The fate of the Bracks government’s majority is not the only point of interest in tomorrow’s election. Almost as much attention has been focused on the internal conflicts within left and right: Labor versus Greens, and Liberals versus Nationals.
The Greens are challenging Labor in four inner-city seats: in ascending order of safety for Labor they are Melbourne (1.9%), Richmond (3.1%), Northcote (7.9%) and Brunswick (9.3%). (The last two are Antony Green’s figures; I don’t know where he gets them, since I can’t find them on the VEC website).
The Greens are again getting Liberal preferences, and they comfortably outvoted the Liberals in all four last time, so any general improvement in the Liberal vote should benefit the Greens. The ALP has been working itself into a frenzy over these preferences, and is still at it in this morning’s Age: Michael Bachelard reports that internal critics are attacking the “failure to secure Greens preferences in marginal Labor seats … which they say could cost the party crucial seats in the eastern suburbs” — an absurd suggestion.
But there’s no doubt Labor is fighting back hard against the Greens, which is probably just what the Liberals were trying to achieve. As Bachelard quotes a Labor source, “After the preference deals came out on Sunday, there was a feeling of a funeral. The amount of resources now into anti-Greens stuff … we’re better off doing that against the Libs.”
Despite Labor’s efforts, recent polls show the Greens vote strengthening; I now think they will pick up Melbourne. Richmond will be more difficult but still possible, and they’re an outside chance in Northcote — where Labor’s blanket coverage may have something to do with the fact that state secretary Stephen Newnham is the candidate’s husband.
Turning to the Liberal/National contests, the picture is murkier. The Nationals are a serious threat in one Liberal seat, Benambra, where veteran MLC Bill Baxter is trying to move to the lower house. It’s a toss-up, but my guess is he’ll just fall short.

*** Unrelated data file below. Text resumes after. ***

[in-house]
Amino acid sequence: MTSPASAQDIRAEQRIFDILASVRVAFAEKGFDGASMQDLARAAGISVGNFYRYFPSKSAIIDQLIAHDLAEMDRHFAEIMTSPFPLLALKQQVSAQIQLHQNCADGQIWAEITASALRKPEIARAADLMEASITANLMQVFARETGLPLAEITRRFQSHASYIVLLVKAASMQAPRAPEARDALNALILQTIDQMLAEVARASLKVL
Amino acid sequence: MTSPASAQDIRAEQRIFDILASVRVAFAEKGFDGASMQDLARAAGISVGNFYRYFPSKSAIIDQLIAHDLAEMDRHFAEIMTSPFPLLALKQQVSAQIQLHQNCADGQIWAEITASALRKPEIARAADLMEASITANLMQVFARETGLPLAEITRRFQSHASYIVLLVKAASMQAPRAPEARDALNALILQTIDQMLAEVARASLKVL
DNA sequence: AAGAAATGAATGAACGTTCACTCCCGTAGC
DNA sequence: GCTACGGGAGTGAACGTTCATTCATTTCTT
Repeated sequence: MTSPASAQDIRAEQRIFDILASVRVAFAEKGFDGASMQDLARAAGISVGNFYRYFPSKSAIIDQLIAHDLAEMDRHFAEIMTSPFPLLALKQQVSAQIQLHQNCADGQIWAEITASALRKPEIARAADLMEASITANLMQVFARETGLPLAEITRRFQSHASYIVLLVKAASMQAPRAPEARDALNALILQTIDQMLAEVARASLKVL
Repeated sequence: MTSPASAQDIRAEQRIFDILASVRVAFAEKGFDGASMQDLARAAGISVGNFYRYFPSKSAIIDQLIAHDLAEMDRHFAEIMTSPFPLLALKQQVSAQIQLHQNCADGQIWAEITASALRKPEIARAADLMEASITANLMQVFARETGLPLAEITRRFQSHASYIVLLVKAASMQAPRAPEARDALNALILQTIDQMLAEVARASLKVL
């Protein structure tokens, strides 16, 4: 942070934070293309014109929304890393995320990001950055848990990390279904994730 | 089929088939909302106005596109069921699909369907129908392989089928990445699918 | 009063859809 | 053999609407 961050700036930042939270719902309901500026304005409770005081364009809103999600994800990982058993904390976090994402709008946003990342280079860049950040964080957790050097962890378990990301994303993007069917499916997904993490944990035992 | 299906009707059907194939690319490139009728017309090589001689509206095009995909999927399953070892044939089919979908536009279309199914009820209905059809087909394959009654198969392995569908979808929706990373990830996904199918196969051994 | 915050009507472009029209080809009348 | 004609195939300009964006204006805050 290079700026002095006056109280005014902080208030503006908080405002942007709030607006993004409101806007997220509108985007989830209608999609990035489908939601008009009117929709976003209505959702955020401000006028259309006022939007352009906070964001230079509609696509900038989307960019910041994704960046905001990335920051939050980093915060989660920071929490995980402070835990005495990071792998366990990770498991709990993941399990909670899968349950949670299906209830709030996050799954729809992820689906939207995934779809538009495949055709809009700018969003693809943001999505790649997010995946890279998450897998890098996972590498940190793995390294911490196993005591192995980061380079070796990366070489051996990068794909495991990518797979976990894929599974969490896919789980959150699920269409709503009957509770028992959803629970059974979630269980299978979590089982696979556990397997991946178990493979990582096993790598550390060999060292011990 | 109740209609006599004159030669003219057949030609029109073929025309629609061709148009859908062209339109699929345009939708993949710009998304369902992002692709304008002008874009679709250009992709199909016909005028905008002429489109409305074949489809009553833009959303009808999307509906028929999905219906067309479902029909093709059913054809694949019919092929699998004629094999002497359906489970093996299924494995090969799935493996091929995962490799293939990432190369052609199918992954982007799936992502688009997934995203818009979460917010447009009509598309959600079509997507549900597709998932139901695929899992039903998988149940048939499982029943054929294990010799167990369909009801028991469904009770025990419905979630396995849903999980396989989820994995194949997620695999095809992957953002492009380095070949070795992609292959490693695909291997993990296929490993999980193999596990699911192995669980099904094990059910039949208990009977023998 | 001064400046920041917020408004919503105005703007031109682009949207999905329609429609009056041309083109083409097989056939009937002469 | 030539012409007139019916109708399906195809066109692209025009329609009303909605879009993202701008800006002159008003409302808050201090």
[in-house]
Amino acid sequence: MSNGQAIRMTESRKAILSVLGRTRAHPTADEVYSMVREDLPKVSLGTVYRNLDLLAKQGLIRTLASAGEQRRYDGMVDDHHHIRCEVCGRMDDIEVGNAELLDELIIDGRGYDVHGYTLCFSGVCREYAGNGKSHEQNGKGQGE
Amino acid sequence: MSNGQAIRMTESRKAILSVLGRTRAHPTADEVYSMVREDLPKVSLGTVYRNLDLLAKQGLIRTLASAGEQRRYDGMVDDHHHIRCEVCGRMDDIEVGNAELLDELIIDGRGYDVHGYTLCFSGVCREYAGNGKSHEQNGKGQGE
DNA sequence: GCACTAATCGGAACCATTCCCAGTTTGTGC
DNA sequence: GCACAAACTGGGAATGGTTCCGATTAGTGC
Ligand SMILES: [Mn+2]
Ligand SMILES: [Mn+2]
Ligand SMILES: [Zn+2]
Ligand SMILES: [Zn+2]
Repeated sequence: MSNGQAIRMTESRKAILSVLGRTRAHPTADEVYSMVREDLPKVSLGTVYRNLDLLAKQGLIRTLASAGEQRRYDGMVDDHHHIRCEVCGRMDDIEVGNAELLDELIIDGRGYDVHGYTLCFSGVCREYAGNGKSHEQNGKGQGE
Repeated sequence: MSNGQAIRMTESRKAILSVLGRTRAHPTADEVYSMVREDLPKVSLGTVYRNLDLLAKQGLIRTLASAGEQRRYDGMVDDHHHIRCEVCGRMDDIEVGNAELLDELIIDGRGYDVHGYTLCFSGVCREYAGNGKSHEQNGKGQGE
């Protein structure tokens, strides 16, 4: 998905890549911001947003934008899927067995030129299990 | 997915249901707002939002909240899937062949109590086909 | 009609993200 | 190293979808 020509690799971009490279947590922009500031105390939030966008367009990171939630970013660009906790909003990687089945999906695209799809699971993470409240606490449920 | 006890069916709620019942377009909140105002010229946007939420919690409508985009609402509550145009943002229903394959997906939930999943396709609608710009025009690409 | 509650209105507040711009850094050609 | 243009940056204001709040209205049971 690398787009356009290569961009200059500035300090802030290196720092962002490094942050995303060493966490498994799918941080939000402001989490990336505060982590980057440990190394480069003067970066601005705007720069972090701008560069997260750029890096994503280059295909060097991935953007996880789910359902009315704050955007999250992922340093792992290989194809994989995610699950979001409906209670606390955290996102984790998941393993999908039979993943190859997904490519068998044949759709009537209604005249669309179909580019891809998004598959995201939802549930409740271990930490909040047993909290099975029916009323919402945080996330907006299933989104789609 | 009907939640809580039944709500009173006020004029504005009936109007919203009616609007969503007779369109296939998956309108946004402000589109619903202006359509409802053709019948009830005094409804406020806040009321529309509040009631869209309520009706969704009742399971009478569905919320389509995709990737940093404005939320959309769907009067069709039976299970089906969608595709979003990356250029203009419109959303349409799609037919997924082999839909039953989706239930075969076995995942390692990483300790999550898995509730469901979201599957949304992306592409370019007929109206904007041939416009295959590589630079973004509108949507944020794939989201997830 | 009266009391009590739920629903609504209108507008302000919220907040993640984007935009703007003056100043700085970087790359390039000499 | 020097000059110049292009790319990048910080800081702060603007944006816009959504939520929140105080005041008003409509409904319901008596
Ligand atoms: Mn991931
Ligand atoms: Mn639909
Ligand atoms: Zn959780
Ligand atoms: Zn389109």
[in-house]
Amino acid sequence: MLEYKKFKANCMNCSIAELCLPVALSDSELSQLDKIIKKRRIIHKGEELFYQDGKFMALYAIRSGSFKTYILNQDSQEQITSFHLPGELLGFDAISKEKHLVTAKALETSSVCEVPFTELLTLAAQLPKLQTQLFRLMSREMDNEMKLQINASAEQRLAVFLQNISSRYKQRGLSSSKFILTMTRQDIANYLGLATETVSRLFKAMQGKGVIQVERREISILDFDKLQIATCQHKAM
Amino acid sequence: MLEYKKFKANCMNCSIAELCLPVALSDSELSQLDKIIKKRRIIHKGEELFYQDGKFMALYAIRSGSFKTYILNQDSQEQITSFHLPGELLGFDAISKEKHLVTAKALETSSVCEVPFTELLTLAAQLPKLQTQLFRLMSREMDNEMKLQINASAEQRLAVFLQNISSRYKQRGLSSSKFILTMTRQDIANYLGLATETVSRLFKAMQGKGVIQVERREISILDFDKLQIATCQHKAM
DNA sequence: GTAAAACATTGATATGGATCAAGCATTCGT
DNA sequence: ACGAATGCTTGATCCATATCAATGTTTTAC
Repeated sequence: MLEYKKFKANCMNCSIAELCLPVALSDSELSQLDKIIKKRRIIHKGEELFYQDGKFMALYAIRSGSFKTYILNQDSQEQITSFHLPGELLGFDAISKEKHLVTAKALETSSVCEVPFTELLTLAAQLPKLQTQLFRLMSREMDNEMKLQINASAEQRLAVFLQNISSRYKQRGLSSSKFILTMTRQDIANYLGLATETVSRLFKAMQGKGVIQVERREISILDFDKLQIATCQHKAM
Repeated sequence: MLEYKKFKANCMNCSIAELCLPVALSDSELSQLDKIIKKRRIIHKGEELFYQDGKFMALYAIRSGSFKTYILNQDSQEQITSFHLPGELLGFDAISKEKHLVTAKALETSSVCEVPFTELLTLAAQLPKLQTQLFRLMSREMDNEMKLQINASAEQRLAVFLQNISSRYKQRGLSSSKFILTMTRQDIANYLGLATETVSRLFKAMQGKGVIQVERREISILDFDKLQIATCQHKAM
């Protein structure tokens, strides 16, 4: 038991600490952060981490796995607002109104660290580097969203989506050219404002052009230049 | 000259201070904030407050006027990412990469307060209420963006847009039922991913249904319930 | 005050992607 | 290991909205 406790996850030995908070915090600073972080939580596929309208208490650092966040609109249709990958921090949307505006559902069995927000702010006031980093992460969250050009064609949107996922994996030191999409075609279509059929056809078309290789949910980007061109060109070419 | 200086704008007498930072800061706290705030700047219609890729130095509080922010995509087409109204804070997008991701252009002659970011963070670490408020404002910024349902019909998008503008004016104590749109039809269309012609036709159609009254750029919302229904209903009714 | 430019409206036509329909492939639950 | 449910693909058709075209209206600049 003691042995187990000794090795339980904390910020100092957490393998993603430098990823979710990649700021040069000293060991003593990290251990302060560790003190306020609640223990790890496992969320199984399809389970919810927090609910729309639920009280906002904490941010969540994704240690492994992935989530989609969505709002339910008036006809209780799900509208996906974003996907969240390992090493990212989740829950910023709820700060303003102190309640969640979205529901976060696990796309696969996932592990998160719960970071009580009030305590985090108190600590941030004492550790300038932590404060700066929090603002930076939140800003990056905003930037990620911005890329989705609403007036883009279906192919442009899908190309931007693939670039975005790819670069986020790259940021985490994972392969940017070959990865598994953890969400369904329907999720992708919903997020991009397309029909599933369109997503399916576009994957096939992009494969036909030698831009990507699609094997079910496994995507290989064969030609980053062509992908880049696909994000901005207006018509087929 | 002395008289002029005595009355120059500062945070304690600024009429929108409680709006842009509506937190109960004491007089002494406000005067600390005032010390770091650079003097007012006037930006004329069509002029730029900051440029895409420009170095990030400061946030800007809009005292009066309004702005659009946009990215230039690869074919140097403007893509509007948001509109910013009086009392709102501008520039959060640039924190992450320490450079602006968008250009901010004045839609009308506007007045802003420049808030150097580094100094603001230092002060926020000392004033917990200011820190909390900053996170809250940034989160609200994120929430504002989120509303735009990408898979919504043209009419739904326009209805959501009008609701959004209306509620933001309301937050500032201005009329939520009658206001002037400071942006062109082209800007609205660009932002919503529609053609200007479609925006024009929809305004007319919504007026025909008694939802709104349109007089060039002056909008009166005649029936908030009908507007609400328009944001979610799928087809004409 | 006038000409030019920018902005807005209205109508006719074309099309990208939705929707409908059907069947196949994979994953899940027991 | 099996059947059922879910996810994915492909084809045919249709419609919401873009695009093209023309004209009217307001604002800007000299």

The fate of the Nationals’ sitting members could depend on Labor preferences, which are still in doubt. Labor has registered two sets of how-to-vote cards; as of this morning, its website is still showing the one that preferences the Liberals, but news reports have suggested they will switch to favouring the Nationals tomorrow.
If they do, then Nationals’ sitting members should all hold on, but in Rodney, where Noel Maughan is retiring, the Liberals would still be a chance. Also worth watching will be Benalla, where Labor preferences are unlikely to matter but where the Liberal came within 300 votes of the Nationals last time.
If Labor tires of keeping the Nationals alive and preferences the Liberals, then the Nationals could be reduced to just three or four seats. That would, of course, roughly correspond to their share of the total vote, a target that for the Greens still seems an impossible dream.
Disclosure: I’ll be handing out how-to-vote cards tomorrow for two personal friends, Robert Clark (Liberal) in Box Hill and Alex Bhathal (Greens) in Northcote: both very fine candidates.